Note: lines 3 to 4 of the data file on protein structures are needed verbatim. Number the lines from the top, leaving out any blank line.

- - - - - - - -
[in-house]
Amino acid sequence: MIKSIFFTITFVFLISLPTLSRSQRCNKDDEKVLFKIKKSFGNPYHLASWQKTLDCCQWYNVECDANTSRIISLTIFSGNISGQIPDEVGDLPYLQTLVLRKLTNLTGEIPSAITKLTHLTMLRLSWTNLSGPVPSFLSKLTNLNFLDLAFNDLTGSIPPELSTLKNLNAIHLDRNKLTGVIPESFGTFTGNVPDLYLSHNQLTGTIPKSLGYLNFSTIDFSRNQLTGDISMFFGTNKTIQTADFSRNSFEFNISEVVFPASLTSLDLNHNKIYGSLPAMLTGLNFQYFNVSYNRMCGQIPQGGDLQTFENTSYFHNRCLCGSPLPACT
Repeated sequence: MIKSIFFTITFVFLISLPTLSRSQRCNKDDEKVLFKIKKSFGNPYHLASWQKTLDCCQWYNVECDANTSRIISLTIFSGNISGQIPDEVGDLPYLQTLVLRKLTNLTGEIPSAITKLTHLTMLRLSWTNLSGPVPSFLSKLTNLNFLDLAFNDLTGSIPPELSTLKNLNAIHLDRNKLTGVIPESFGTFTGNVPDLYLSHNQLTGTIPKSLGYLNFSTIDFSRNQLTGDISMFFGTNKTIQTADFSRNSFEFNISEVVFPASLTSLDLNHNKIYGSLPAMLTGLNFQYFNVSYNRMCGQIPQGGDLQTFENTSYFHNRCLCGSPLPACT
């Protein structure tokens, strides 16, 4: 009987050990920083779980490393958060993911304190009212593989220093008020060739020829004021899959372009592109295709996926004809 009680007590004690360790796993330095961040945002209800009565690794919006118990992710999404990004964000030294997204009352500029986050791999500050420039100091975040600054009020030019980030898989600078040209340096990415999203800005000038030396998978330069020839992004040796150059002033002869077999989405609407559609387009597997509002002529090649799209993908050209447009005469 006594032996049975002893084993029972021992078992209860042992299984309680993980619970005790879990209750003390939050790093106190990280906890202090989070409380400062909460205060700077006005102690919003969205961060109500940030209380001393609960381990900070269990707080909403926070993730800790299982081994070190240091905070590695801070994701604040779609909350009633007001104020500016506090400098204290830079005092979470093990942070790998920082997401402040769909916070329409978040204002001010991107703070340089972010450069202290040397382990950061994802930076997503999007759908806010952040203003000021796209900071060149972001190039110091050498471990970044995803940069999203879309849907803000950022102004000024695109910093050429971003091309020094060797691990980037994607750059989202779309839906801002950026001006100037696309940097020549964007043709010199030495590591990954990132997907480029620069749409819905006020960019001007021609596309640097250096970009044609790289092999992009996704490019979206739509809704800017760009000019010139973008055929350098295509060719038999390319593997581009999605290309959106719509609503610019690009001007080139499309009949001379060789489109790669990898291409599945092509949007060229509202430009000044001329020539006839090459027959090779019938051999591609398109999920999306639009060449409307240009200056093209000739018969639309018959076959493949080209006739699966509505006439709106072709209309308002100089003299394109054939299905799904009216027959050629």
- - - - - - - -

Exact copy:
Repeated sequence: MIKSIFFTITFVFLISLPTLSRSQRCNKDDEKVLFKIKKSFGNPYHLASWQKTLDCCQWYNVECDANTSRIISLTIFSGNISGQIPDEVGDLPYLQTLVLRKLTNLTGEIPSAITKLTHLTMLRLSWTNLSGPVPSFLSKLTNLNFLDLAFNDLTGSIPPELSTLKNLNAIHLDRNKLTGVIPESFGTFTGNVPDLYLSHNQLTGTIPKSLGYLNFSTIDFSRNQLTGDISMFFGTNKTIQTADFSRNSFEFNISEVVFPASLTSLDLNHNKIYGSLPAMLTGLNFQYFNVSYNRMCGQIPQGGDLQTFENTSYFHNRCLCGSPLPACT
């Protein structure tokens, strides 16, 4: 009987050990920083779980490393958060993911304190009212593989220093008020060739020829004021899959372009592109295709996926004809 009680007590004690360790796993330095961040945002209800009565690794919006118990992710999404990004964000030294997204009352500029986050791999500050420039100091975040600054009020030019980030898989600078040209340096990415999203800005000038030396998978330069020839992004040796150059002033002869077999989405609407559609387009597997509002002529090649799209993908050209447009005469 006594032996049975002893084993029972021992078992209860042992299984309680993980619970005790879990209750003390939050790093106190990280906890202090989070409380400062909460205060700077006005102690919003969205961060109500940030209380001393609960381990900070269990707080909403926070993730800790299982081994070190240091905070590695801070994701604040779609909350009633007001104020500016506090400098204290830079005092979470093990942070790998920082997401402040769909916070329409978040204002001010991107703070340089972010450069202290040397382990950061994802930076997503999007759908806010952040203003000021796209900071060149972001190039110091050498471990970044995803940069999203879309849907803000950022102004000024695109910093050429971003091309020094060797691990980037994607750059989202779309839906801002950026001006100037696309940097020549964007043709010199030495590591990954990132997907480029620069749409819905006020960019001007021609596309640097250096970009044609790289092999992009996704490019979206739509809704800017760009000019010139973008055929350098295509060719038999390319593997581009999605290309959106719509609503610019690009001007080139499309009949001379060789489109790669990898291409599945092509949007060229509202430009000044001329020539006839090459027959090779019938051999591609398109999920999306639009060449409307240009200056093209000739018969639309018959076959493949080209006739699966509505006439709106072709209309308002100089003299394109054939299905799904009216027959050629």